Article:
From 2003 to 2006, she and Tad Fettig of New York City and Taos Ski Valley filmed and edited her first documentary “Ausangate,” set in the region of her fieldwork and book in Peru. It has shown in over 15 international film festivals and won many awards. In 2006 while serving as a Board Member of Ted Wiard’s Golden Willow Retreat Center in Arroyo Hondo, she produced and directed “Crossing Bridges: Tools for Teen Caregivers.” In 2009, Andrea with her artist and editor husband Ken O’Neil, and Jean Mayer created “Mountain Sanctuary,” the story of the Hotel St. Bernard and its staff for its 50th Anniversary in the Taos Ski Valley. And today, even after 35 years of association with the hotel, she still enjoys its ambiance and serves drinks there three nights a week.
In 2010 Andrea won a New Mexico State New Visions contract/award from the New Mexico film office that enabled her to make a documentary film with Ken and Gak Stonn about weaving traditions of Northern New Mexico, past, present and future. The film “Woven Stories: Weaving Traditions of Northern New Mexico” joins the area’s three distinct cultures together into a human tapestry with a common love of fiber and spirit of place. It documents the continuation of weaving traditions in Mora, Taos, Tierra Amarilla, El Rito, Espanola, Truchas, and Chimayo. The film premiered during the 2011 Taos Wool Festival, and has shown at the Textile Society of American meeting in Washington DC and will screen in Nov 2012 at the American Anthropology Association Video and Media Festival in San Francisco, and won an Audience Award at the Silver City Film Festival. With her background in weaving, Heckman was able to interview weavers to share their insights about weaving and life in general. As part of the award, Heckman and her team, conducted community lectures, seminars and workshops at the Harwood Museum and the UNM-Taos.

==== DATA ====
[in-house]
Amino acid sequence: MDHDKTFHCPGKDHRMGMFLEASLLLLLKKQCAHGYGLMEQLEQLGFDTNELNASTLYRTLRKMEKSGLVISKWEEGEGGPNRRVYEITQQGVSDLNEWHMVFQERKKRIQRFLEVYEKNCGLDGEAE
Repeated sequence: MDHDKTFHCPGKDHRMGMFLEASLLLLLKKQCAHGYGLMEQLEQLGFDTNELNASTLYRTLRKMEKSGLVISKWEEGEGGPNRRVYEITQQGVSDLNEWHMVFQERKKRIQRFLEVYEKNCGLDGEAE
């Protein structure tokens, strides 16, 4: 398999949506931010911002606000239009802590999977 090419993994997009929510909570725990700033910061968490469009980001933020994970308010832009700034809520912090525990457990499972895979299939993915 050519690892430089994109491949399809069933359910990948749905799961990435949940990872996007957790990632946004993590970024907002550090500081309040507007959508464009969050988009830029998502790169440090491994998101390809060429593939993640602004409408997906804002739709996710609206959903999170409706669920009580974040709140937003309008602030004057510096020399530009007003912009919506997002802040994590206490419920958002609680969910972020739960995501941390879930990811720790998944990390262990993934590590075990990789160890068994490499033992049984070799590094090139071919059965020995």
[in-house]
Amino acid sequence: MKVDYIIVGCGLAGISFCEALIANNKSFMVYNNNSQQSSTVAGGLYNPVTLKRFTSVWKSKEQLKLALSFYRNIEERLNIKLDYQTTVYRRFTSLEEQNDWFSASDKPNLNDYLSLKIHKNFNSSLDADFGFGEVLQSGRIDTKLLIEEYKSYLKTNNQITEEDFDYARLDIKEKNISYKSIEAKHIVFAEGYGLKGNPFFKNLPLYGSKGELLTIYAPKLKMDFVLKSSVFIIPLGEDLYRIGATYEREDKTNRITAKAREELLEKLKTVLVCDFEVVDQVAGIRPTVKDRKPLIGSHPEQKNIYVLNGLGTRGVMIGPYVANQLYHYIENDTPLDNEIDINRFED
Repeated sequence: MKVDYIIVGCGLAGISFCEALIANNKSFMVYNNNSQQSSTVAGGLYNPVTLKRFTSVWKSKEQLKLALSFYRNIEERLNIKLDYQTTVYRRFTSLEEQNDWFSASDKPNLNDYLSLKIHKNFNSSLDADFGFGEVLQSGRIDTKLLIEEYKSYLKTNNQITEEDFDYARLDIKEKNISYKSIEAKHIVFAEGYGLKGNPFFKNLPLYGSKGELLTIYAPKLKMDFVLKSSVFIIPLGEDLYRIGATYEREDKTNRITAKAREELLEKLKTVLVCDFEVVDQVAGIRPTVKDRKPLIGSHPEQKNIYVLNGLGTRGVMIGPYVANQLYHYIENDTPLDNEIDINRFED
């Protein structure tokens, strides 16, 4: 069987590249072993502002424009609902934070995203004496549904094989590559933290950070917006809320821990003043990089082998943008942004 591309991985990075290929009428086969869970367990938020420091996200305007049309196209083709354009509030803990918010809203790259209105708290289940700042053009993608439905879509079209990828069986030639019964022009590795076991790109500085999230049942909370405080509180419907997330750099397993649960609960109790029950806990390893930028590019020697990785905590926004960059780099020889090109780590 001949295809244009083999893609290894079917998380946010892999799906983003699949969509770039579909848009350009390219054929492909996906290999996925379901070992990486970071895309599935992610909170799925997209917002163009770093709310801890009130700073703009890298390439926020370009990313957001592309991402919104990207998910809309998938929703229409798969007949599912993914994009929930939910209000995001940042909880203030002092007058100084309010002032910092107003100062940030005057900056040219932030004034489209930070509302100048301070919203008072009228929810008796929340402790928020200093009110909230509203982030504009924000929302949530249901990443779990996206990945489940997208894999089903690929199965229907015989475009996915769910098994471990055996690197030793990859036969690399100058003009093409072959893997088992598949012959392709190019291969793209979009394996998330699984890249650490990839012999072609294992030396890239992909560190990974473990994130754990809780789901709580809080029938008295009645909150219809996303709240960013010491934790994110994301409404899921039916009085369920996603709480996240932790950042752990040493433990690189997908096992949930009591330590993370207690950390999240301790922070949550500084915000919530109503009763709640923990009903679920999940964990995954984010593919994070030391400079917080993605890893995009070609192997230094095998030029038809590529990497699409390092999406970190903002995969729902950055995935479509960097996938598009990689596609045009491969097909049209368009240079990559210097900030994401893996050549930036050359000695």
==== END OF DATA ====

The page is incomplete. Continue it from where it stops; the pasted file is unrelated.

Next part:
In 2011 she, Rose Gordon, Tad Fettig, Rich Allen, and Ken (now an enthusiastic film editor as well as artist) finished a four-year project called “BON: Mustang to Menri.” This told the story of a Bon Tibetan Geshe, the equivalent of a PhD in monastic studies degree for monks, set in Northern India and the Mustang region of Nepal. It is now showing in film festivals and recently won the Edmund Hillary Award from the Mountain Film Awards Association and a Silver Palm Award from the Mexico City International Film Festival. It was recently screened at the Rubin Museum of Himalayan Art in New York City. Andrea now looks forward to producing more films about weaving traditions and rituals in various parts of the world.